The little girl who was thrilled just to get pictures of horses in the mail got the surprise of her young life this week: a pony of her very own.
Seven-year-old Alexus Lasiter, or Lex for short, traveled with her family from her home in Grove, Oklahoma, to Florida this week, believing she would get to ride a grey horse named Snickerdoodle. On Thursday evening she found out he was hers to keep.
"Lex was very excited and shocked," her mom, Wathena Sievert, told TODAY Parents. "I don’t think she fully grasped that, yes, she was getting a real horse. So it was priceless."
“She’s already said that she loves the horse and the horse loves her," said Travis Barker, an art student and friend of the family who arranged the big surprise
Snickerdoodle was donated by Becky Anne Ross, who owns the Alpha Boarding Complex in Riverview, Florida. Ross was moved by the story of Lex, who was born with cerebral palsy and suffers from a seizure disorder, heart trouble and kidney problems.
She loves horses and getting mail, so when Lex was feeling sad last month after three emergency room visits, her mom reached out to Barker — a stranger she knew only on Facebook — to see if he would draw a horse for Lex and mail it to her. Barker did much more than that, setting up the Horses for Lex Facebook page, which resulted in more than 200 paintings, sketches and drawings arriving in the mail for Lex.
When Ross read about the girl, she knew she wanted her to have Snickerdoodle.
“I thought, you know, this is what I’m supposed to do,” Ross said. “She will be able to love him and he deserves it, and he will love her.”
Lex’s love for horses began when she was 3 and attended horse therapy. She adored riding and it helped her gain strength, but funding for the therapy program was cut and she wasn't able to go anymore, her mother said.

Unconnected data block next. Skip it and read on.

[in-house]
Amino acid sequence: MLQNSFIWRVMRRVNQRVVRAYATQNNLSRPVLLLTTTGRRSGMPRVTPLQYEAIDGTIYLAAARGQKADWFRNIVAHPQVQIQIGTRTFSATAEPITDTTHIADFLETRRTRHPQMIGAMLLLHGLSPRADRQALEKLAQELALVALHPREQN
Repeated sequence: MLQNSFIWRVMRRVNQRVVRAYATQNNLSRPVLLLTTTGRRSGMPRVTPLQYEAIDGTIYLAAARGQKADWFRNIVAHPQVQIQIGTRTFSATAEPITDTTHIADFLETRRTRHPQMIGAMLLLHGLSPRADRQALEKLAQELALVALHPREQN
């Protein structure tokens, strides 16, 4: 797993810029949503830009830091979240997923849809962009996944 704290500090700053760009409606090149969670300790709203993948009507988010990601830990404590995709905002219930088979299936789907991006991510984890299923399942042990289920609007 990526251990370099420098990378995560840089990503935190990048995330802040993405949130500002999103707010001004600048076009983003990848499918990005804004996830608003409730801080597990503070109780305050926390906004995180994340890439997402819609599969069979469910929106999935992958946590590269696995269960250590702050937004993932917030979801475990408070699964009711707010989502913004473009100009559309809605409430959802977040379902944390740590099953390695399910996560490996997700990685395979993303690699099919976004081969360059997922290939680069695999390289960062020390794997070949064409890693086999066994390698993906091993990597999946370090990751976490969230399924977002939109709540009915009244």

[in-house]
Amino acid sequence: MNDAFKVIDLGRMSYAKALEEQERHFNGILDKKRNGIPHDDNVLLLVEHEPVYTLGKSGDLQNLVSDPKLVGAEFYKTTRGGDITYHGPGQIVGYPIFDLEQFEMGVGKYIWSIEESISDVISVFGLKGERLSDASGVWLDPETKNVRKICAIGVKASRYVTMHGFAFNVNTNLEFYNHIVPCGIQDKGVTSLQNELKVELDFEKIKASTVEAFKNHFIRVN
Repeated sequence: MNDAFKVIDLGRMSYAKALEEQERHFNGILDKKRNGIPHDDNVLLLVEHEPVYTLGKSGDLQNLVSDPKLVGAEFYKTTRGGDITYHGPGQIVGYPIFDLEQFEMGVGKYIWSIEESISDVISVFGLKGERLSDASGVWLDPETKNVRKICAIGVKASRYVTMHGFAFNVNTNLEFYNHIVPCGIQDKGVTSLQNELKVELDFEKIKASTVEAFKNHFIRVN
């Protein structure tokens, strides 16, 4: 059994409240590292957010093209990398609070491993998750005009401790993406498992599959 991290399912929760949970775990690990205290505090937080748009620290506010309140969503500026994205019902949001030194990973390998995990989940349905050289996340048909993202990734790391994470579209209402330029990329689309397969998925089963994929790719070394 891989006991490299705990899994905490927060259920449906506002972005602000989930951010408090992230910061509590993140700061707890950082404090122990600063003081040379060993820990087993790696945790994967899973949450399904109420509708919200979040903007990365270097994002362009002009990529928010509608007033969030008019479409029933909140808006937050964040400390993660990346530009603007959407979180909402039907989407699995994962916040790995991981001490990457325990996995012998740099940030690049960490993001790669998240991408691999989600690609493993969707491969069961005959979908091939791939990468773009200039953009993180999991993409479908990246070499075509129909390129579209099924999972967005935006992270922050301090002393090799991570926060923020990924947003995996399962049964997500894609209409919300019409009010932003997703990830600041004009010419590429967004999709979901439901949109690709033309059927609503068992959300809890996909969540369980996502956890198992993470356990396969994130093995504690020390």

“I love riding them, petting them,” Lex told TODAY Parents before her Florida trip.
Snickerdoodle, who is 20 and arrived in Ross’ stables in 2011, was abused by previous owners and has had a “very, very rough life” she noted. But he’s healthy and has been around children with cerebral palsy, she added. Horseback riding is good for people with the condition because it helps to build up their leg and trunk muscles. Sievert said she hopes the horse will help her daughter improve her posture and strength.
When Lex met Snickerdoodle for the first time on Thursday, there were already signs the two were a good match.
“Why this horse is so special is every time that Lex would kind of wobble because she doesn’t have that lower body strength, that horse stopped instantly on its own, no one had to tell it… until she stopped wobbling and it would go again,” Barker said.
"They already have a bond. It was amazing to see her sit there and talk to him," Sievert said.
The main issue now is transporting the horse from Florida to Oklahoma. Barker had arranged transportation with a rescue group, but that plan did not work out so he’s now looking for another way to get the horse to Lex’s home town. A local horse rescue organization there can board Snickerdoodle until a more permanent home can be found, he said.
A fundraising page has been set up to help the family with expenses.
Meanwhile, everyone is excited for the little girl who needed cheering up and the horse who needs a special owner.
“Their relationship is going to help strengthen her physically, and what parent wouldn’t hope for that?” Ross aid. “I just think it’s going to be awesome all the way around.”